Permanent building societies were heavily geared financial outfits, owned by members, that specialised in residential real estate.
They were all the rage in the 1980s, until suddenly they weren’t, when interest rates went up.
The leader of the pack, Pyramid Building Society, borrowed too much for expensive properties, and when the music stopped in 1989, it couldn’t find a chair and went bust.
Then the species went extinct.
Oh dear. That’s what Australia is now: A permanent building society that has borrowed too much for expensive properties, is now facing higher interest rates and, as it happens, is about to have an AGM to elect directors.
Except that in 1989 the Reserve Bank took the cash rate to 18 per cent, from a 1988 starting point of 11 to 12 per cent, while in 2022 the starting point is a very different 0.1 per cent and the Bank of Philip Lowe is much less gung-ho than the Bank of Bob Johnston or Bernie Fraser.
In fact, Dr Lowe’s speech to the Press Club last Tuesday was striking for its absence of gung-ho.
In my brief spot on 7.30 that night, I called it “an extended shrug” because he was basically saying he neither knows what’s going to happen nor what they are going to do about it.
Which is understandable since being the CEO of a building society is uncharted waters for him, and also the Australian Building Society’s balance sheet these days is a lot more heavily geared than it was during the tenure of his predecessors.
Debt to income triples
In December 1989, when the overnight cash rate hit 18 per cent, loans and advances totalled $151.4 billion, or about 50 per cent of GDP.
Now loans and advances total $2966.1 billion, or 150 per cent of GDP.
That represents compound annual growth of 9.74 per cent.
Over the same period, the national median house price grew at a compound annual growth rate of 6.4 per cent a year.
In other words, debt has grown far more than required to keep pace with house prices.
And it’s grown much faster than incomes as well.
From 1989 to 2021, as the cash rate declined from 18 per cent to 0.1 per cent, the ratio of household debt to disposable income tripled from 0.6 to 1.8 times.
That means, purely arithmetically, that a 0.25 per cent rate hike today is the same as a 0.75 per cent hike in 1989.
But there’s much more than arithmetic to this: Apart from being mortgaged to the eyeballs instead of just a third of the way up (the knees?), 1.1 million households have never had to deal with an interest rate hike at all.
That’s the number of first-home buyer loans that have been made since the last rate hike on November 3, 2010.
It all adds up to a patient and cautious Bank of Philip Lowe, unrecognisable even from the Bank of Glenn Stevens, and most definitely from the Banks of Bob Johnston, Bernie Fraser and Ian Macfarlane.
Those earlier banks’ existence was entirely focused on aggressively pre-empting inflation, which is why the cash rate was 18 per cent in 1989 when inflation was trending down: The unemployment rate had got down to – shock! – 6 per cent. Inflation would soon accelerate; something had to be done.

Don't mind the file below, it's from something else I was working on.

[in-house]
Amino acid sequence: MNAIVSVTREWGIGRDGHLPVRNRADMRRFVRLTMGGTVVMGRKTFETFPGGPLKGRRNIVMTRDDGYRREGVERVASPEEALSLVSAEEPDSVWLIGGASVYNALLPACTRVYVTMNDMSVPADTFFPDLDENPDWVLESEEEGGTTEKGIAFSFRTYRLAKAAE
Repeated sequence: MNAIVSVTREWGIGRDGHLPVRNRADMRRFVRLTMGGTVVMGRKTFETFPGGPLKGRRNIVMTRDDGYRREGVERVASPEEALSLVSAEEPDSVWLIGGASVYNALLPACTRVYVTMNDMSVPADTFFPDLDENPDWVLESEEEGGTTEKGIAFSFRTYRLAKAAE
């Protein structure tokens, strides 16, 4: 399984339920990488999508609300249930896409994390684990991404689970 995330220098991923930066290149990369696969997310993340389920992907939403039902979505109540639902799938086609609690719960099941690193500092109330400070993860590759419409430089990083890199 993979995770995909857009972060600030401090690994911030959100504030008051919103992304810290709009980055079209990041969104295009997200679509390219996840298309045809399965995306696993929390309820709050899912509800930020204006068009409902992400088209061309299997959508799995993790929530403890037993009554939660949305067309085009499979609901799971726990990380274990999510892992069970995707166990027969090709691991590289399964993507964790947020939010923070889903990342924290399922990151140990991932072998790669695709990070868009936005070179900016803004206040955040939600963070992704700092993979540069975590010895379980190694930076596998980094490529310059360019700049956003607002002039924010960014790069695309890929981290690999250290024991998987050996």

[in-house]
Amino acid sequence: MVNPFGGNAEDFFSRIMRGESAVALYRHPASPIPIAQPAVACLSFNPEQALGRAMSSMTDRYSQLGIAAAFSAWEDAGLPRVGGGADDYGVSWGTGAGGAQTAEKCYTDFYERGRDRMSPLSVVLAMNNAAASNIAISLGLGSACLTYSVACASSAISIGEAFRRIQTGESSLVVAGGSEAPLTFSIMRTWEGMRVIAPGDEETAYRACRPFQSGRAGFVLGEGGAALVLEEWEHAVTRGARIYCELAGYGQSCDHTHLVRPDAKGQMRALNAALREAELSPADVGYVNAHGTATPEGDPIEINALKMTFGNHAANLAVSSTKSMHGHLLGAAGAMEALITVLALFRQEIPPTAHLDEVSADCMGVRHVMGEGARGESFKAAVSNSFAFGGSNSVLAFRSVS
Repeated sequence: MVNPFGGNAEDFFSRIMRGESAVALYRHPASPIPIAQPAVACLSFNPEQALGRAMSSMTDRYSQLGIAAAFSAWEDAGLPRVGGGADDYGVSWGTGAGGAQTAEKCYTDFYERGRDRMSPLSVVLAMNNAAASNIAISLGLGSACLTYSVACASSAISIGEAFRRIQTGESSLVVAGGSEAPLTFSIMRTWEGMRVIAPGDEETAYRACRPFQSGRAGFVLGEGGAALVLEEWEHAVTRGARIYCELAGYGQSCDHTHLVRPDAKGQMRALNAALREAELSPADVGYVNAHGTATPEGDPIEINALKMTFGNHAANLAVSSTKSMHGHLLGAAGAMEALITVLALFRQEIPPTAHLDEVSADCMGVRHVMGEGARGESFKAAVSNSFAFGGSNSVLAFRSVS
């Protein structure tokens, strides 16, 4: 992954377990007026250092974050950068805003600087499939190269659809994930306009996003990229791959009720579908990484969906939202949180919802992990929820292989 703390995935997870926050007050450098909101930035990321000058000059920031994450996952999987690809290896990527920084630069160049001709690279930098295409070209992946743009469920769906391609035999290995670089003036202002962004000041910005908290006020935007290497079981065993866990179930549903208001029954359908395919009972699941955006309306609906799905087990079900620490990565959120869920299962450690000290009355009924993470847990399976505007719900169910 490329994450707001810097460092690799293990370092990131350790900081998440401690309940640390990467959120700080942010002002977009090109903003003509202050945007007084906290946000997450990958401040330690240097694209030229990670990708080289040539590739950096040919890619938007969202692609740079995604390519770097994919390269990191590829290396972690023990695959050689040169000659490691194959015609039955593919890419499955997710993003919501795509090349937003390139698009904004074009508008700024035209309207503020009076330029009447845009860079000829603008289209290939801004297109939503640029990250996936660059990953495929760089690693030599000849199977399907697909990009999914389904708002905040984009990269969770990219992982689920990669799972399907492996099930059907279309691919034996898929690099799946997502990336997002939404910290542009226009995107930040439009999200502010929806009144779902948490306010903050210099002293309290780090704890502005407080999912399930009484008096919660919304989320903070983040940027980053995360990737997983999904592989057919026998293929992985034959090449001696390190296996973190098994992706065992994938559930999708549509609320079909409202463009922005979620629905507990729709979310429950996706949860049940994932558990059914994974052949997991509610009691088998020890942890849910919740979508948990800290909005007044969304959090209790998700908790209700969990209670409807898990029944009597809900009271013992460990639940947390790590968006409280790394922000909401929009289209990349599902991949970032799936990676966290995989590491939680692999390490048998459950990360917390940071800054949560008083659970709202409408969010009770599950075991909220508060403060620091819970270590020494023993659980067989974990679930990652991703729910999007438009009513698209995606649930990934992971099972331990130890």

That 6 per cent was called the NAIRU, which stands for the Non-Accelerating Inflation Rate of Unemployment, or the rate of unemployment that would start to cause wages to take off and inflation to accelerate.
In those days, the whole job of the RBA’s serried ranks of economists was to estimate and watch the NAIRU, so the boss could ride out with his interest rate sabre and pre-emptively slay inflation before it emerged from its lair. It’s pretty much all they did.
In 2008, when unemployment got down to 4 per cent, well below the then-NAIRU of 5 to 5.5 per cent, the Bank of Glenn Stevens hiked rates twice, in February and March, even though it was perfectly obvious that something quite nasty was going on in the US housing and mortgage markets, with investment banks keeling over like John Wick’s victims.
Caution might have been warranted.
And indeed, those rate hikes had to be hurriedly and embarrassingly reversed in September that year when the manure really hit the fan in America, but that was too late, and the RBA had shown its colours: Pre-empting inflation was more important than pre-empting a global financial crisis.
Rest in peace, NAIRU
Unemployment is now 4.2 per cent and Dr Lowe’s chart in his speech on Wednesday predicted that it would go down to 3.75 per cent before long.
So what’s the NAIRU now, and does it matter any more?
The last estimate of the NAIRU I could find on the RBA’s website was from a speech by Assistant Governor (Economics) Luci Ellis in June 2019. She pronounced it to be 4.5 per cent.
There was a Treasury working paper last year that said the NAIRU was 4.5 per cent to 5 per cent, “over the past few years prior to the COVID-19 recession”.
There’s no updated official RBA or Treasury estimate, but economists now think it’s in the “low 4s”.
So the unemployment rate is at the NAIRU and will soon be below it, but not only is there no sign of a rate hike, the Governor said something quite extraordinary on Wednesday: “We can test how far we can get unemployment down without having inflation. We should take advantage of this opportunity.”
In other words, the NAIRU is dead: It has ceased to be, expired and gone to meet its maker. It’s a stiff. Bereft of life, it rests in peace…this, is an ex-NAIRU!
And the reason it died, I submit, is that Australia became an over-stretched building society, about to have an AGM.
Alan Kohler writes twice a week for The New Daily. He is also editor in chief of Eureka Report and finance presenter on ABC news
The post Alan Kohler: Australia is an over-borrowed building society appeared first on The New Daily.